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The Journal of Bone & Joint Surgery: October 1936
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1. The evidence is overwhelmingly in favor of a typical tennis elbow's being caused primarily by a tear between the tendinous origin of the extensor carpi radialis brevis and the periosteum on the anterior surface of the lateral epicondyle. Secondarily, the continual jerks given to this area of acute traumatic inflammation by muscular contractions set up a chronic periostitis here, and to this the symptoms are referable. The acute periostitis occasioned by a direct injury to the epicondyle can become chronic for the same reason, notwithstanding the absence of a tear. Inflammation of the subcutaneous epicondylar bursa and of the radiohumeral bursa is an uncommon but well-defined entity capable of causing the symptoms of a tennis elbow. Ruptures of a muscle belly are very rare and differ neither in pathology nor in treatment from the same condition elsewhere. The possibility of a nipped synovial fringe's being at fault has yet to be proved.

2. The treatment described-deep friction to the tender area, followed by forced adduction of the extended and supinated forearm-has, in the writer's hands, given complete and lasting relief in an average of four treatments (extremes of one and nine), representing a period of eight to fourteen days. Good results followed the treatment of acute and chronic cases (extremes of thirty-six hours and three years), in the old and in the young (extremes of sixty-one and eighteen years), in a case of periostitis visible on the roentgenogram, and in a case due to direct injury to the epicondyle. The method should be adequate in cases of bursitis where bursting is possible; it is unsuited to muscular ruptures which should be treated on general lines,-i.e. by kneading and stretching the belly involved.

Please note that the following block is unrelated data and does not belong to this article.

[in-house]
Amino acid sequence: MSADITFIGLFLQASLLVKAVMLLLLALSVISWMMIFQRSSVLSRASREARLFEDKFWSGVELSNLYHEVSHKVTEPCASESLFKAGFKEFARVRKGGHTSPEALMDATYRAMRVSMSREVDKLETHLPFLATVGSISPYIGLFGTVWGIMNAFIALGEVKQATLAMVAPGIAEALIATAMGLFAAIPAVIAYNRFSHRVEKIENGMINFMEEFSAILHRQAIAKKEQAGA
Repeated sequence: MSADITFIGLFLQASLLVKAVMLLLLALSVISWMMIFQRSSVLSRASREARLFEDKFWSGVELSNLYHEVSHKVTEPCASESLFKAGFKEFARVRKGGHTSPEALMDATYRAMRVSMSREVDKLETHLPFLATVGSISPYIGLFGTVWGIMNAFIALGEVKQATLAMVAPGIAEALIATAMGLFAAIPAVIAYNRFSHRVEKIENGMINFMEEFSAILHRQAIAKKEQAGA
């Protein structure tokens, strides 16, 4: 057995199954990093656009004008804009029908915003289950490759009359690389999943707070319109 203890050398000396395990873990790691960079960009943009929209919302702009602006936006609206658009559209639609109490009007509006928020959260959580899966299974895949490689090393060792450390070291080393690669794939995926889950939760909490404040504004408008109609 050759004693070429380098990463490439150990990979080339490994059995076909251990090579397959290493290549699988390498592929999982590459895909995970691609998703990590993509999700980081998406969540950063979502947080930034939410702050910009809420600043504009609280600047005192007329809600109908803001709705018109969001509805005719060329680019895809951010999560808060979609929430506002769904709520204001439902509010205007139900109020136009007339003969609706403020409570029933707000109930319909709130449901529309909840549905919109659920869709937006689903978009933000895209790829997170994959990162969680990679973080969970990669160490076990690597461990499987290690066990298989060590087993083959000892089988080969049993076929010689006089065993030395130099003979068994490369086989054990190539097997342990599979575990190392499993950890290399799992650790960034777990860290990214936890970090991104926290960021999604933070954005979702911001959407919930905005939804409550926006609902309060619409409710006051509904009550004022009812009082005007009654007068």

3. Mobilization is theoretically justifiable in all cases of typical tennis elbow, because the tendon is thereby pulled off the chronically inflamed epicondylar periosteum to which it is adherent; thus the latter is spared the continual minor traumata which are maintaining the periostitis. Once this is effected, complete symptomatic relief will follow, even though the inflammation at the epicondyle has not yet subsided. Moreover, the writer's treatment is the most convenient from the patient's point of view,-it takes only fifteen minutes every other day; it needs no anaesthetic; and it in no way interferes with the patient's ordinary activities. Furthermore, since healing with permanent lengthening is insured by this method, recurrence is most improbable.

4. Failing mobilization, the best treatment for the recent case appears to be a simple cock-up splint worn on the wrist day and night. In three-quarters of the cases complete relief may be expected in an average of a month's time. The success of this method depends on the relaxation it insures of the extensor carpi radialis brevis, whereby its tendon of origin and the epicondylar periosteum are kept in apposition and allowed to heal together without interruption.

5. All the operations described-on whatever theory they are based-are successful whether or not the elbow joint is opened. Of these, simple division of the origin of the extensor carpi radialis brevis from the bone seems the easiest and the best. Operation is equally indicated in acute and in chronic cases, but appears not to give results superior to the writer's method, since the mere healing of the incision is bound to occupy a fortnight of the patient's time.

(C) 1936 All Rights Reserved.The Journal of Bone and Joint Surgery, Inc.

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